I was surprised to find myself at a reading given by award-winning children’s book author Susan Hood, because she’s written more than 200 books for small children, and I don’t read many of those. But I heard about her debut novel for middle-grade children, written in verse, and suddenly felt I had to find out more. The book, Lifeboat 12, tells the story of a shipload of British children being evacuated to Canada in 1940, when their ship is torpedoed, leaving very few survivors.
I’m fascinated by World War II stories, and this one happens to be true. I wasn’t sure whether I wanted to read a book in verse, but I bought it and read it, gripped Continue reading →
I met Nora Raleigh Baskin at the Unicorn Writers’ Conference in August and was interested to find that she was a prolific writer of middle grade novels, who’s been writing since she was in 5th grade. I read YA novels from time to time, but I wasn’t sure what to expect from a middle grade one. So I read her latest book Ruby on the Outside, because it dealt with a topic I hadn’t seen covered anywhere else in children’s books. It’s about a girl whose mother is in prison for life, convicted of being an accessory to murder. There are many questions about truth and lies, friendship and family, as well as some spot-on characterizations of 11 year-old girls. Apart from being a page-turner, it offers the reader hope that he/she doesn’t have to stay ‘on the outside.’ After reading the book I had some questions for her.
GC:Ruby on the Outside is your 12th novel for middle graders. This is a relatively new genre in terms of marketing. Why did you choose to write for this age group? NRB: I’m not sure how new this genre is. I think the YA spin-off is the one that marketers have really jumped all over. Middle grade is what we used to just call Children’s books. It’s what most of us remember from school, Nancy Drew, E.L. Konigsburg, A Wrinkle in Time. In fact, as a writer I feel that these publisher/library imposed categories are very limiting but that’s a whole other topic of conversation. I write for all ages. I write for myself. I write the stories I needed to tell and when I told that story (my first book in 2001) in a 6th grader’s voice it worked best. And so that’s where I mostly stayed.
GC: Your books are often about outsiders. Is there some particular reason why you find these characters interesting?
NRB: I have a strong feeling that all writers, to one degree or another, at one time in their life, or still, feel like outsiders and so have become observers. Writers are viewers, watching and listening and analyzing the world as they see it, and as they want others to see it. For me, it began when I was three and a half and my mother committed suicide but the truth was kept from me for many years. This disconnect between what I had witnessed as a child and what I was being told created an “I-don’t-belong” sensibility. From a very early age I became a “truth-seeker” and that is what I do in my writing to this day.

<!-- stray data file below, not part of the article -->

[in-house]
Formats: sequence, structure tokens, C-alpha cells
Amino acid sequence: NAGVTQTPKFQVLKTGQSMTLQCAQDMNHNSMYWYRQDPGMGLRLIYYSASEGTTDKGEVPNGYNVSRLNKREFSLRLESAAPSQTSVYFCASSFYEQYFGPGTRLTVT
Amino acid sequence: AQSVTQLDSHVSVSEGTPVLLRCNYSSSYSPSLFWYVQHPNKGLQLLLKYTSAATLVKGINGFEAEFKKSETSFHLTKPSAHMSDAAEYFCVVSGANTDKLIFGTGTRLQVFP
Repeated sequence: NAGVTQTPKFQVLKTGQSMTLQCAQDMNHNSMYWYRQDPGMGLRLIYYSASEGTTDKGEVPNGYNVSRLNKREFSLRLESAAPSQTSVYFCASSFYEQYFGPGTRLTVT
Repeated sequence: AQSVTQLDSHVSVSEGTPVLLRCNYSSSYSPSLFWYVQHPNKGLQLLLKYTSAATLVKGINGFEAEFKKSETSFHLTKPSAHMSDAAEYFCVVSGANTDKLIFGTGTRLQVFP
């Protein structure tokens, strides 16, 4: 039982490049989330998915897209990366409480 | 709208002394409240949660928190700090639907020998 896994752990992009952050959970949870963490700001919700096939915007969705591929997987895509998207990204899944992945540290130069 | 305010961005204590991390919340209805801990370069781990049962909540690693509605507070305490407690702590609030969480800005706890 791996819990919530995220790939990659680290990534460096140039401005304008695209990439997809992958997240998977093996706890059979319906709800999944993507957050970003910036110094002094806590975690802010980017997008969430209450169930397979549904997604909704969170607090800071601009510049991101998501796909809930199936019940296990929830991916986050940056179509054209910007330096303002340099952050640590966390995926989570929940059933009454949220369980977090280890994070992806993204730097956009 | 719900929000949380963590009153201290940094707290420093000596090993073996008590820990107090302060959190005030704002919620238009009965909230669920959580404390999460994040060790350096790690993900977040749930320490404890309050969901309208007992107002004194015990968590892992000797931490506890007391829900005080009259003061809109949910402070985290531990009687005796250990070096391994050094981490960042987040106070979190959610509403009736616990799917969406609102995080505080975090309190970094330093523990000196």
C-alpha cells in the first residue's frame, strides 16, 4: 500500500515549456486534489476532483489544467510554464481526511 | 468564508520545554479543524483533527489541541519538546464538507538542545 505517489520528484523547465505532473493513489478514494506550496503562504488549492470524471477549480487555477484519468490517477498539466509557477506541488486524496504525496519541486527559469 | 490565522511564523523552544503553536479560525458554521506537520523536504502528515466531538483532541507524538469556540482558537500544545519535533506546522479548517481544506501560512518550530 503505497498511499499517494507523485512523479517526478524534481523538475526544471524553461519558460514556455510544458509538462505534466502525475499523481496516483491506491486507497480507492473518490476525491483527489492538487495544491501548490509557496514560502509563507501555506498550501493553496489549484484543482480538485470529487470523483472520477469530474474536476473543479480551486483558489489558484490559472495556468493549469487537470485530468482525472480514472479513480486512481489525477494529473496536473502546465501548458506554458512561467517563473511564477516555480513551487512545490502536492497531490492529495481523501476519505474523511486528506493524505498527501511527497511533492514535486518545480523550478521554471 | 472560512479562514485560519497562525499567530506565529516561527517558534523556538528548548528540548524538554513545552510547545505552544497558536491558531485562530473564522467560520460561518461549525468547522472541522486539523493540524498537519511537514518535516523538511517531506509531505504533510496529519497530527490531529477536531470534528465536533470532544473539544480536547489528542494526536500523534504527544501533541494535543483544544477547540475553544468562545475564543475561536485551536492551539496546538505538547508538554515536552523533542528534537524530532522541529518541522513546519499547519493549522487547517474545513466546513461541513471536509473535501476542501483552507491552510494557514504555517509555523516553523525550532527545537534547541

GC: What’s the most fun thing about being a middle grade author?
NRB: Interesting question. Being a writer is a great profession but writing for children is an added responsibility, at least I believe so. I’m not sure if that qualifies as fun, but is it what makes being a middle grade author important. Just like middle school teachers, who can play very important roles in a child’s life (more so than any other age in many ways), I care about what I write and how it is going to be read by children. I feel deeply that I need to write stories that are realistic and do not offer false hope, but do offer hope. And that present characters of strength, acceptance, and resiliency.
GC: Do you get direct feedback from fans about your books? And do they comment on your amazing ability to capture a young person’s voice?
NRB: With the internet, Twitter, and FB I get more feedback than I’ve ever gotten. I’ve gotten requests from students doing book reports, complaints from parents about some minor (I mean, teeny tiny) bad word in my basketball book (Have you ever BEEN on a basketball court???) but mostly I get wonderful, validating, and affirming letters from students, teachers, and parents. In particular I hear from many people about my book, Anything But Typicalwhich told the story of a 12 year-old autistic boy from the first person POV. Books move people, make them think, and feel, and care. There is nothing more meaningful than finding out that I’ve achieved that.
GC: What’s up next?
NRB: My next book is being published in August 2016 by Simon & Schuster. It’s titled: Nine, Ten: A September 11 Story, and tells the story of four children across the United States in the 24 hours before 9/11. It is not a depressing or scary story, but again, hopeful.
Other than writing, I’ve lately found myself drawn to teaching. I enjoy very much talking to writers about writing, and helping new writers figure out their creative paths. I have been teaching for years through Gotham Writers Workshops and various conferences around the country and I’ve decided to start offering my own workshops and manuscripts critiquing. I’ve made a new website just for this new teaching venture: LightOnWriting.com. I do hope people will find the site and take an interest. The first workshop,Trade Secrets: Writing for Children & Young Adults, is scheduled for Saturday, November 21, 2015, 10-4 in Norwalk, CT.